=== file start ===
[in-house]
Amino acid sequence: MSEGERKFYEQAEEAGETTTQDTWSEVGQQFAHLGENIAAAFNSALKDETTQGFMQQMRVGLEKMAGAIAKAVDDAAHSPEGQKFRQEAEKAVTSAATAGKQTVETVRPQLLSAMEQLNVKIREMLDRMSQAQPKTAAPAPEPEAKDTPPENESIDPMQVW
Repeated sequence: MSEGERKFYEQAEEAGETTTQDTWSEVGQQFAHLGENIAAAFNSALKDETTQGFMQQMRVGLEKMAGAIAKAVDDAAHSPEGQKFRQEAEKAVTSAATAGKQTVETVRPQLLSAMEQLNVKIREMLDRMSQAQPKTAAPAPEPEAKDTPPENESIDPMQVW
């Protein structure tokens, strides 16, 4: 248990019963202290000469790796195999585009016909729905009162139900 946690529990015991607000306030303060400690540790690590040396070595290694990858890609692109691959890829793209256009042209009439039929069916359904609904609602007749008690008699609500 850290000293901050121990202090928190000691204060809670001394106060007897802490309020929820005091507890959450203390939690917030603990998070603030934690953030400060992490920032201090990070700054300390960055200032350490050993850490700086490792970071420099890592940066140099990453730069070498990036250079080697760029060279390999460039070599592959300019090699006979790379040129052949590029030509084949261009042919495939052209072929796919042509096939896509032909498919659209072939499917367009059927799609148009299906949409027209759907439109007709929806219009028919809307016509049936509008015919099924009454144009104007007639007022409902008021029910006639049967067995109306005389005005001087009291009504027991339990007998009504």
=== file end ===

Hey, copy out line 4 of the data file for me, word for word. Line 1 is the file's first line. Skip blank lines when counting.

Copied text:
């Protein structure tokens, strides 16, 4: 248990019963202290000469790796195999585009016909729905009162139900 946690529990015991607000306030303060400690540790690590040396070595290694990858890609692109691959890829793209256009042209009439039929069916359904609904609602007749008690008699609500 850290000293901050121990202090928190000691204060809670001394106060007897802490309020929820005091507890959450203390939690917030603990998070603030934690953030400060992490920032201090990070700054300390960055200032350490050993850490700086490792970071420099890592940066140099990453730069070498990036250079080697760029060279390999460039070599592959300019090699006979790379040129052949590029030509084949261009042919495939052209072929796919042509096939896509032909498919659209072939499917367009059927799609148009299906949409027209759907439109007709929806219009028919809307016509049936509008015919099924009454144009104007007639007022409902008021029910006639049967067995109306005389005005001087009291009504027991339990007998009504």